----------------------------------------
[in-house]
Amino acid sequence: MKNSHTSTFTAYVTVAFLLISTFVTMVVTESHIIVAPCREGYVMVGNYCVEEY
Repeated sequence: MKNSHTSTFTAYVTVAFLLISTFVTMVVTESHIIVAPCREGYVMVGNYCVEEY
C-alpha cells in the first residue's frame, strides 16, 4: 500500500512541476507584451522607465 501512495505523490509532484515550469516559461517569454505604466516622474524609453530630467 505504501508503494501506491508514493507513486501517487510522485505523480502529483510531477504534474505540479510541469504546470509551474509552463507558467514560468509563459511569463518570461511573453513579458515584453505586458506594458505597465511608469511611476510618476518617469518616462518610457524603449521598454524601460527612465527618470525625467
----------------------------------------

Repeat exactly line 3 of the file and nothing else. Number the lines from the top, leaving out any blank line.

Repeated sequence: MKNSHTSTFTAYVTVAFLLISTFVTMVVTESHIIVAPCREGYVMVGNYCVEEY